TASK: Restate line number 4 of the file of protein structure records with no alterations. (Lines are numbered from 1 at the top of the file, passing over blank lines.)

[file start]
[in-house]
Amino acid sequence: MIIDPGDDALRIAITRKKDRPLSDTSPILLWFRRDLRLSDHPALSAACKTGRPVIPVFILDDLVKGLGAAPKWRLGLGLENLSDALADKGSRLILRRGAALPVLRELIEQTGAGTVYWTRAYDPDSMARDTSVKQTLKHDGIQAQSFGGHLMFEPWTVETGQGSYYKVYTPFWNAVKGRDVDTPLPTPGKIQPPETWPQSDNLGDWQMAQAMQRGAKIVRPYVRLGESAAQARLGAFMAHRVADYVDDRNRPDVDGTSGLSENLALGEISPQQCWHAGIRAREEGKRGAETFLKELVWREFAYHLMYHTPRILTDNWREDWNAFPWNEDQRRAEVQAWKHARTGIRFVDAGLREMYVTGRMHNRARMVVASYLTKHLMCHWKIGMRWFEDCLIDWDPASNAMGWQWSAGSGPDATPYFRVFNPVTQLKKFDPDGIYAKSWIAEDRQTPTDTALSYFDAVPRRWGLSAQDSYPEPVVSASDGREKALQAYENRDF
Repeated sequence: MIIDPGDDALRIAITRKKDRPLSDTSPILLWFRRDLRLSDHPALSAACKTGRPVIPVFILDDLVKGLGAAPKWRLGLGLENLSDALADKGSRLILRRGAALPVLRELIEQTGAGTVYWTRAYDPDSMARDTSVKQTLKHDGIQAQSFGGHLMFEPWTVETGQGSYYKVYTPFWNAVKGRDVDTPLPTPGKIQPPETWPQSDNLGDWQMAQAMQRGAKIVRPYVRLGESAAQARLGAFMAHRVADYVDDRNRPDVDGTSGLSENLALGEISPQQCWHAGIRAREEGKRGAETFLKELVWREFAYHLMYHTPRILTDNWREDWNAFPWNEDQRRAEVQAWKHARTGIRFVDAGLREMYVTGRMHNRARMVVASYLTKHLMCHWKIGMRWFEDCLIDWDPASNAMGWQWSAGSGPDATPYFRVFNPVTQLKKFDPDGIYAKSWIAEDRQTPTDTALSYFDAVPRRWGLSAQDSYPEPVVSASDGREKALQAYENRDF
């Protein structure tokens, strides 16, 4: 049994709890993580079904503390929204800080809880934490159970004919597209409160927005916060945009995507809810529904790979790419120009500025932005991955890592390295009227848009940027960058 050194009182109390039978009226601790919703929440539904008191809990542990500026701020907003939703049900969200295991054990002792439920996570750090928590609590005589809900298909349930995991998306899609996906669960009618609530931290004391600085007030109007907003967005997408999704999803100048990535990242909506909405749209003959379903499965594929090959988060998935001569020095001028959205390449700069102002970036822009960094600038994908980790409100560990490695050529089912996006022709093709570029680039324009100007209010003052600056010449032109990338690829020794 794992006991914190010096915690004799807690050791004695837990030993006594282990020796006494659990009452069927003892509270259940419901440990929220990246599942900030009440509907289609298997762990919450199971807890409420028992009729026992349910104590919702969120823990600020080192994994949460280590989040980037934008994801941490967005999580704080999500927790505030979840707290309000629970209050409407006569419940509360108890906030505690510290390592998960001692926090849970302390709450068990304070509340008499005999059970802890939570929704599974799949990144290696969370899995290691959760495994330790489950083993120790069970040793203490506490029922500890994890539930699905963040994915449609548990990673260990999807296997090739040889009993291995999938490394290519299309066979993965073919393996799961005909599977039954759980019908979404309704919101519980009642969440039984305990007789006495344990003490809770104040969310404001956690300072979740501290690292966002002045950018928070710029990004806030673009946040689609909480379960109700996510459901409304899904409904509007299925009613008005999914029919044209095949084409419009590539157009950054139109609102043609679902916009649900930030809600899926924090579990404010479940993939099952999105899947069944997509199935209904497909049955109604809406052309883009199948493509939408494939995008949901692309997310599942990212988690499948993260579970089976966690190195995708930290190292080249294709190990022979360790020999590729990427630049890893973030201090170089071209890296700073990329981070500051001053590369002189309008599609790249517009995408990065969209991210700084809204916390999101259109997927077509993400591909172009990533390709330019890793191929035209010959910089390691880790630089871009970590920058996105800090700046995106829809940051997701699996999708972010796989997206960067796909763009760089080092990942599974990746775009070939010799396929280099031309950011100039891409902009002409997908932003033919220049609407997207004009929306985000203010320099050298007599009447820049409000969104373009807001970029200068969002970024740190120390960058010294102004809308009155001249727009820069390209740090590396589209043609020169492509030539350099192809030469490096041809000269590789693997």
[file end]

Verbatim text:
């Protein structure tokens, strides 16, 4: 049994709890993580079904503390929204800080809880934490159970004919597209409160927005916060945009995507809810529904790979790419120009500025932005991955890592390295009227848009940027960058 050194009182109390039978009226601790919703929440539904008191809990542990500026701020907003939703049900969200295991054990002792439920996570750090928590609590005589809900298909349930995991998306899609996906669960009618609530931290004391600085007030109007907003967005997408999704999803100048990535990242909506909405749209003959379903499965594929090959988060998935001569020095001028959205390449700069102002970036822009960094600038994908980790409100560990490695050529089912996006022709093709570029680039324009100007209010003052600056010449032109990338690829020794 794992006991914190010096915690004799807690050791004695837990030993006594282990020796006494659990009452069927003892509270259940419901440990929220990246599942900030009440509907289609298997762990919450199971807890409420028992009729026992349910104590919702969120823990600020080192994994949460280590989040980037934008994801941490967005999580704080999500927790505030979840707290309000629970209050409407006569419940509360108890906030505690510290390592998960001692926090849970302390709450068990304070509340008499005999059970802890939570929704599974799949990144290696969370899995290691959760495994330790489950083993120790069970040793203490506490029922500890994890539930699905963040994915449609548990990673260990999807296997090739040889009993291995999938490394290519299309066979993965073919393996799961005909599977039954759980019908979404309704919101519980009642969440039984305990007789006495344990003490809770104040969310404001956690300072979740501290690292966002002045950018928070710029990004806030673009946040689609909480379960109700996510459901409304899904409904509007299925009613008005999914029919044209095949084409419009590539157009950054139109609102043609679902916009649900930030809600899926924090579990404010479940993939099952999105899947069944997509199935209904497909049955109604809406052309883009199948493509939408494939995008949901692309997310599942990212988690499948993260579970089976966690190195995708930290190292080249294709190990022979360790020999590729990427630049890893973030201090170089071209890296700073990329981070500051001053590369002189309008599609790249517009995408990065969209991210700084809204916390999101259109997927077509993400591909172009990533390709330019890793191929035209010959910089390691880790630089871009970590920058996105800090700046995106829809940051997701699996999708972010796989997206960067796909763009760089080092990942599974990746775009070939010799396929280099031309950011100039891409902009002409997908932003033919220049609407997207004009929306985000203010320099050298007599009447820049409000969104373009807001970029200068969002970024740190120390960058010294102004809308009155001249727009820069390209740090590396589209043609020169492509030539350099192809030469490096041809000269590789693997």